We measured metric BytesInPerSec as reported by the brokers. The maximum sustainable bytes in rate from clients is:

  • AWS: 37.0 MB/s
  • GCP: 30.5 MB/s
  • Azure: 32.7 MB/s


We also measured metric MessagesInPerSec. The maximum sustainable messages rate is:

  • AWS: 72,200 messages per second
  • GCP: 56,600 messages per second
  • Azure: 63,900 messages per second


Aiven for Apache Kafka: Business-8 plan

Next, we moved on to increasing the size of the brokers. We tested Business-8 plans, which have double the amount of CPUs and RAM: 2 CPUs and 8 GB RAM per broker. Again, we measured metric BytesInPerSec as reported by the brokers. The maximum sustainable byte in rate from clients is:

  • AWS: 62.7 MB/s
  • GCP: 81.8 MB/s
  • Azure: 81.0 MB/s


We also measured metric MessagesInPerSec. The maximum sustainable messages rate is:

  • AWS: 120,000 messages per second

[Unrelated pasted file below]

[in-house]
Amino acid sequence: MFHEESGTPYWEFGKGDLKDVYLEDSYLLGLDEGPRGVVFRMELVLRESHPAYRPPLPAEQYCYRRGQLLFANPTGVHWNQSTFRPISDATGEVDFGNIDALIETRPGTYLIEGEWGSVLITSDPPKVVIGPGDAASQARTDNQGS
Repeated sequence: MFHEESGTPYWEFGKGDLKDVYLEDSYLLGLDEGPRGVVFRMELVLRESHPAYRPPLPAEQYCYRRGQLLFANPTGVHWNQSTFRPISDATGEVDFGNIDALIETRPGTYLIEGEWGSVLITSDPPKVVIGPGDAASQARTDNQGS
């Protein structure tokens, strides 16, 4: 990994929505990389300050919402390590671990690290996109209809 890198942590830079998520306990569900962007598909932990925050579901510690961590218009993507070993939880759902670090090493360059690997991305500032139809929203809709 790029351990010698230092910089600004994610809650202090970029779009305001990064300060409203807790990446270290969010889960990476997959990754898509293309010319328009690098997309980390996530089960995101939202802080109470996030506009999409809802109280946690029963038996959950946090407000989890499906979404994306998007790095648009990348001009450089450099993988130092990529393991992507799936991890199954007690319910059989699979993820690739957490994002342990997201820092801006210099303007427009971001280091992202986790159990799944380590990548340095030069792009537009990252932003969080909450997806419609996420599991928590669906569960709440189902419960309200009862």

• GCP: 156,000 messages per second
  • Azure: 155,000 messages per second


Aiven for Apache Kafka: Premium-6x-8 plan

Finally, we doubled the number of brokers in the cluster. We increased topic partition count from 3 to 6 to make each broker in the cluster a leader of a partition. We kept replication at 3 because setting it to higher values does not improve durability in regions with 3 availability zones. We measured metric BytesInPerSec as reported by the brokers. The maximum sustainable byte in rate from clients is:

  • AWS: 123 MB/s
  • GCP: 147 MB/s
  • Azure: 137 MB/s


We also measured metric MessagesInPerSec. The maximum sustainable messages rate is:

  • AWS: 235000 messages per second
  • GCP: 280000 messages per second
  • Azure: 262000 messages per second


Monthly throughput cost

It is worth noting that the throughput cost changes very little when upgrading a plan. When you upgrade a plan, the capacity is increased proportionally to the plan’s pricing. There are no hidden costs in the Aiven plans.

To see this, let’s calculate cost per MB/s per month across different plans. Below is a table that shows the results for each plan for each cloud. We take the plan’s price and divide it by the maximum sustainable throughput. The throughput increases proportionally with the plan and therefore its cost changes very little.